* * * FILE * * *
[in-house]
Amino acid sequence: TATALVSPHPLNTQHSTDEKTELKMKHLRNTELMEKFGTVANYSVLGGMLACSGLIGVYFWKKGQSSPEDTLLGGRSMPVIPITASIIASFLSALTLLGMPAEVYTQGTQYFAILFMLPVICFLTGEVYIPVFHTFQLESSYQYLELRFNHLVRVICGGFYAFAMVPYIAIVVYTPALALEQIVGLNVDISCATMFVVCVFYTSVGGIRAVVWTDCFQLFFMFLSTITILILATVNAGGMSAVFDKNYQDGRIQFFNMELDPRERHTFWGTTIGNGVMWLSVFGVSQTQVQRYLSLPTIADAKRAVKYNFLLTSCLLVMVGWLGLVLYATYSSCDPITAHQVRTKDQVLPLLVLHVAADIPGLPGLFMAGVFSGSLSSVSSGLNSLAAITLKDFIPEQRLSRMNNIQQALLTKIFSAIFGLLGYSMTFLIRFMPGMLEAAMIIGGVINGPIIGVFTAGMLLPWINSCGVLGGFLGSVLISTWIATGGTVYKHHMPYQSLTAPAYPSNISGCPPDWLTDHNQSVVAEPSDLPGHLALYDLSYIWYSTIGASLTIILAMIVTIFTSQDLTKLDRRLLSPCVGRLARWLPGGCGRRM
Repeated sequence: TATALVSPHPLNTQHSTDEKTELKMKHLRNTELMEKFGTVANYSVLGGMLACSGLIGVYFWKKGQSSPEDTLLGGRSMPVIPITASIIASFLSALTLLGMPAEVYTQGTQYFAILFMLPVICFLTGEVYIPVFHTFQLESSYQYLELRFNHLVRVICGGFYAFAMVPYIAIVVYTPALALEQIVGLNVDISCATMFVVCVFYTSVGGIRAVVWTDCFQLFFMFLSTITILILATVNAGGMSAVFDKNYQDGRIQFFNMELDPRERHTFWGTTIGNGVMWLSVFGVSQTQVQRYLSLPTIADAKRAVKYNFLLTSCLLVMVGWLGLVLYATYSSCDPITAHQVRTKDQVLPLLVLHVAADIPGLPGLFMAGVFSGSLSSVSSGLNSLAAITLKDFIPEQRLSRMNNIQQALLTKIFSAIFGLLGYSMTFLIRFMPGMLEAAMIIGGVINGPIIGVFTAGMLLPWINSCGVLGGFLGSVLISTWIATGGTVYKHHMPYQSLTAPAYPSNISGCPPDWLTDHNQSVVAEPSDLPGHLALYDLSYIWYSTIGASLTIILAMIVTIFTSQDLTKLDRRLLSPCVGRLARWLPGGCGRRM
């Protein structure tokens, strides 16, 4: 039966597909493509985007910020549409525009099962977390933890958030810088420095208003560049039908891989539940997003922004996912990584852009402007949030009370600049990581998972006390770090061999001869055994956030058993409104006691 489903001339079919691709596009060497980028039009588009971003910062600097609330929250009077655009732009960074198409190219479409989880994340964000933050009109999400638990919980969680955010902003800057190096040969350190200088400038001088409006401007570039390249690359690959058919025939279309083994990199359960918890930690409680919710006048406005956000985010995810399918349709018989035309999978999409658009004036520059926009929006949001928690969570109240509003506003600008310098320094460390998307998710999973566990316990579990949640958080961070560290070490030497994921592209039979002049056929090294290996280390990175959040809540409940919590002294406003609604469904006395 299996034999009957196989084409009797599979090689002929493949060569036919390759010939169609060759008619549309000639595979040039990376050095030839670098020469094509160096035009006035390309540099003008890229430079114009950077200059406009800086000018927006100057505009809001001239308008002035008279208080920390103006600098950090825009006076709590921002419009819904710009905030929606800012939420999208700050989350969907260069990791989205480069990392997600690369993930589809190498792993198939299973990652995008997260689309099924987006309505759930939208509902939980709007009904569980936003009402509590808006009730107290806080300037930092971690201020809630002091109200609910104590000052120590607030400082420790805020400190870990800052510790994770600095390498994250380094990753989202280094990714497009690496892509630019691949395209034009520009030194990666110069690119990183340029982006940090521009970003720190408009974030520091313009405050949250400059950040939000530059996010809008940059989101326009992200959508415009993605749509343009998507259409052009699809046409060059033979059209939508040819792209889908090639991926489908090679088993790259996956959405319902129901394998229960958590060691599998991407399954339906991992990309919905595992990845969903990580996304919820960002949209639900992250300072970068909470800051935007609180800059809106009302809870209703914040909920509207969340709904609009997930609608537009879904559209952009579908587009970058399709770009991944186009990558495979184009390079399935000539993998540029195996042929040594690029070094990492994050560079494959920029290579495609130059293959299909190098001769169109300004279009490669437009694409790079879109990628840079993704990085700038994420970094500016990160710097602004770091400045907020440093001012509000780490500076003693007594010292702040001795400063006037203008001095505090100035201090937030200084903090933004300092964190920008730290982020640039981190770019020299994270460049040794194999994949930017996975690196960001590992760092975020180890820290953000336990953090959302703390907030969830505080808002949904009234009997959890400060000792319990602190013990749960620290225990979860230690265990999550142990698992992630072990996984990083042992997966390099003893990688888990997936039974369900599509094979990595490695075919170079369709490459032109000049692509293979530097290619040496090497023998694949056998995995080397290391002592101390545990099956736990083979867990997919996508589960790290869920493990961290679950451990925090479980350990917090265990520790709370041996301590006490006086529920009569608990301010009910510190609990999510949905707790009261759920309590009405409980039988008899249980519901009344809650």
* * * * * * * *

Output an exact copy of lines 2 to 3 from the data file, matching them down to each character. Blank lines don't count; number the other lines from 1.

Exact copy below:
Amino acid sequence: TATALVSPHPLNTQHSTDEKTELKMKHLRNTELMEKFGTVANYSVLGGMLACSGLIGVYFWKKGQSSPEDTLLGGRSMPVIPITASIIASFLSALTLLGMPAEVYTQGTQYFAILFMLPVICFLTGEVYIPVFHTFQLESSYQYLELRFNHLVRVICGGFYAFAMVPYIAIVVYTPALALEQIVGLNVDISCATMFVVCVFYTSVGGIRAVVWTDCFQLFFMFLSTITILILATVNAGGMSAVFDKNYQDGRIQFFNMELDPRERHTFWGTTIGNGVMWLSVFGVSQTQVQRYLSLPTIADAKRAVKYNFLLTSCLLVMVGWLGLVLYATYSSCDPITAHQVRTKDQVLPLLVLHVAADIPGLPGLFMAGVFSGSLSSVSSGLNSLAAITLKDFIPEQRLSRMNNIQQALLTKIFSAIFGLLGYSMTFLIRFMPGMLEAAMIIGGVINGPIIGVFTAGMLLPWINSCGVLGGFLGSVLISTWIATGGTVYKHHMPYQSLTAPAYPSNISGCPPDWLTDHNQSVVAEPSDLPGHLALYDLSYIWYSTIGASLTIILAMIVTIFTSQDLTKLDRRLLSPCVGRLARWLPGGCGRRM
Repeated sequence: TATALVSPHPLNTQHSTDEKTELKMKHLRNTELMEKFGTVANYSVLGGMLACSGLIGVYFWKKGQSSPEDTLLGGRSMPVIPITASIIASFLSALTLLGMPAEVYTQGTQYFAILFMLPVICFLTGEVYIPVFHTFQLESSYQYLELRFNHLVRVICGGFYAFAMVPYIAIVVYTPALALEQIVGLNVDISCATMFVVCVFYTSVGGIRAVVWTDCFQLFFMFLSTITILILATVNAGGMSAVFDKNYQDGRIQFFNMELDPRERHTFWGTTIGNGVMWLSVFGVSQTQVQRYLSLPTIADAKRAVKYNFLLTSCLLVMVGWLGLVLYATYSSCDPITAHQVRTKDQVLPLLVLHVAADIPGLPGLFMAGVFSGSLSSVSSGLNSLAAITLKDFIPEQRLSRMNNIQQALLTKIFSAIFGLLGYSMTFLIRFMPGMLEAAMIIGGVINGPIIGVFTAGMLLPWINSCGVLGGFLGSVLISTWIATGGTVYKHHMPYQSLTAPAYPSNISGCPPDWLTDHNQSVVAEPSDLPGHLALYDLSYIWYSTIGASLTIILAMIVTIFTSQDLTKLDRRLLSPCVGRLARWLPGGCGRRM